It’s been a black cloud of a season for the New York Mets, but a former Seawolf is now providing a bit of silver lining. With his recent call-up, Dan Zamora ’15 joins a small but elite pack of Seawolves — five, to be exact — who have risen to professional baseball’s highest level.
Although his body of work represents a small sample size to this point, Zamora, a lefty with a three-quarter sidearm delivery, has been battle-tested by some of Major League Baseball’s toughest hitters and emerged mostly unscathed.
Since being called up from the AA Binghamton Rumble Ponies on August 17, Zamora has been thrust into a handful of high-leverage situations. His family was in the ballpark that night as the Mets battled the Philadelphia Phillies at Citizens Bank Park.
“I soaked in the moment before facing my first batter,” recalled Zamora. “Then once I struck him out, I settled down and was able to calm my nerves a little bit.” He wound up going 1-1/3 scoreless innings that night, fanning two Phillies batters in his Major League debut.
In his home debut on August 23 against the San Francisco Giants, Zamora was tasked with getting out of a jam with the go-ahead run at third base and slugger Brandon Belt at the plate. He ended the threat, striking out Belt on a 3-2 pitch after a tough at-bat.
On August 25, “Z,” as he been dubbed throughout much of his career, entered the game against the division rival Washington Nationals, this time facing one of baseball’s most feared hitters and winner of this year’s All-Star Game Home Run Derby, Bryce Harper. Zamora fell behind in the count 2-1 before retiring Harper on a fly ball to centerfield.
Of course, not every battle on a baseball field can be won; two days later Zamora would get an initiation of sorts when Cubs’ slugger Anthony Rizzo took him deep for the first run he would give up in his career. Following that performance, Zamora had tallied six appearances totaling 4 1/3 innings, surrendering only the Rizzo home run.
A native of La Puente, California, Zamora said he must focus on the task at hand — getting batters out — and not let the glamour and high drama of being in the “show” create any illusions about what he is here to do: audition for a spot in the Mets’ 2019 bullpen.
“Coming from AA is a big jump,” said Zamora. “I can’t think ‘I can’t believe I’m here.’ I’m still finding my way but I’m gaining confidence. I’ll be successful if I throw strikes and hit my spots.”
So how does a brand-new call-up prepare for the Big League hitters he has to face? “I learn what I can every way I can and I trust my catchers,” he said. “If someone notices something about a hitter we talk about it.” But he admits he can’t see much of the game from the bullpen. “My job is to be ready to go at any moment.”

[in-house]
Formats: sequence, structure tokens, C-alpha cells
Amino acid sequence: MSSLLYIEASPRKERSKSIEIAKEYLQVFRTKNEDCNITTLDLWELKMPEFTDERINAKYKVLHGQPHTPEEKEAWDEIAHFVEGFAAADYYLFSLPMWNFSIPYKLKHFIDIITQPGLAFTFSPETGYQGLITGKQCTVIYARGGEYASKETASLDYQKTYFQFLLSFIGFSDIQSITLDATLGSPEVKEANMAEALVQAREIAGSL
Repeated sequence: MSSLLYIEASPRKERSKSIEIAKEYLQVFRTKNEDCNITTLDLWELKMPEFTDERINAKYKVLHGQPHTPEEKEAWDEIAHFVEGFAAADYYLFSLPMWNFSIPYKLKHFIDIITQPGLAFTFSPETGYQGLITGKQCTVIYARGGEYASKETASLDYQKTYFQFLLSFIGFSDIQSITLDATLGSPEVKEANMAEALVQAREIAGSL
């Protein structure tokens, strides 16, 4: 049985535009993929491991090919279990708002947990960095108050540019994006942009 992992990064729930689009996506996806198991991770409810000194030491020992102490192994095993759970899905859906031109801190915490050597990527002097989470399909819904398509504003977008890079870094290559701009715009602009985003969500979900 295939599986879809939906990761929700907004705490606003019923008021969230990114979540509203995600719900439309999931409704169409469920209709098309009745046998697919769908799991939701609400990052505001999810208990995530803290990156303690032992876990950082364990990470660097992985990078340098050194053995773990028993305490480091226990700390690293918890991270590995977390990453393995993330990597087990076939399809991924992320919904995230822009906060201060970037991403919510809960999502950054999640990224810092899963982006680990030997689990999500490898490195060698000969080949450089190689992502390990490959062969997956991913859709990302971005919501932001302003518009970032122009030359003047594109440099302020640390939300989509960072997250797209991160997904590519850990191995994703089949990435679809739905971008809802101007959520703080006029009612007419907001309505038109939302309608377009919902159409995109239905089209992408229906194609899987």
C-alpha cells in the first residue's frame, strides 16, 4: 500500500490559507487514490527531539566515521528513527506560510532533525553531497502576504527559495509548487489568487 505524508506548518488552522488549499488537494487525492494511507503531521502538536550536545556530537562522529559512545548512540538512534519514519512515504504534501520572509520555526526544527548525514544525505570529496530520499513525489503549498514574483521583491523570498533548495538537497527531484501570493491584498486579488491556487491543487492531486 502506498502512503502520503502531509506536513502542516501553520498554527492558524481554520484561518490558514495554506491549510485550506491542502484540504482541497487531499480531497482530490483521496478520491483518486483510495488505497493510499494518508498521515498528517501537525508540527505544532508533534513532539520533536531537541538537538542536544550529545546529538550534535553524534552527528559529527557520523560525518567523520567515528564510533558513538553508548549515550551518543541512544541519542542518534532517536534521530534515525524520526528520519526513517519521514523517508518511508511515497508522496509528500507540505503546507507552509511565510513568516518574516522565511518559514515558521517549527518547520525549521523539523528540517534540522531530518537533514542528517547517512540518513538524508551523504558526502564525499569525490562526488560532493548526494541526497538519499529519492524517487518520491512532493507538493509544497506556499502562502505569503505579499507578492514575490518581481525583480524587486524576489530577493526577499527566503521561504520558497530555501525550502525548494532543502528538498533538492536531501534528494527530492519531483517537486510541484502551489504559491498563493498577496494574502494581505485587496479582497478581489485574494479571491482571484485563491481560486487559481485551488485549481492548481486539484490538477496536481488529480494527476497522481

Zamora, who was originally drafted by the Pittsburgh Pirates in 2015, called his minor league baseball experience “a grind,” listing the long and uncomfortable bus rides and sub-par fields, clubhouses and hotels as features that “make getting to the Big Leagues that much sweeter.”
In reaching the Majors, Zamora follows fellow Seawolves Travis Jankowski, outfielder for the San Diego Padres, Los Angeles Angels pitcher Nick Tropeano, Los Angeles Dodgers hurler Tom Koehler and 16-year veteran and six-time All-star pitcher Joe Nathan, who retired in 2016 and after whom Stony Brook’s baseball field is named.
The lefty spent three years as a starting pitcher for the Seawolves, contributing nine wins to a Stony Brook team that advanced to the NCAA Regionals in 2015. He missed playing time in his sophomore year following labrum surgery on his left shoulder.
Zamora said that he was a “chubby kid who topped out at 83 miles per hour on the radar gun” until his senior year of high school.
“We won the California State Championship at Dodger Stadium, but 20 minutes after the game, my pitching coach was straight up with me and said, ‘Z, you’re fat. Let’s get you in shape.’
“I took what he told me as a personal challenge,” he said. Part of that challenge was leaving fast food and soda behind and adopting a stepped-up workout regimen.
When Zamora got to Stony Brook, he developed a strong connection with pitching coach Mike Marron, who convinced him to trust his breaking pitches, something he features more than 75 percent of the time.
“In addition to honing my craft, Stony Brook made me a better person, said Zamora. I grew up a lot there,” said Zamora, who made sure Seawolves Head Coach Matt Senk was there to see him in his home debut at Citi Field. “I got him on the field for batting practice,” he said.
“I worked my whole life to get here,” said Zamora, who left Stony Brook after his junior year to enter the baseball draft and pursue his dream. Ironically, he had just enrolled in classes online to finish his B. A. in multidisciplinary studies when the Mets came calling.
“This is my number one priority. School is going to have to wait. But I am going to teach special needs children someday, whether it is when I am 27 or 45,” said the 25-year-old rookie.
Hopefully both dreams will come true. But not before The Rookie becomes The Natural.
— Glenn Jochum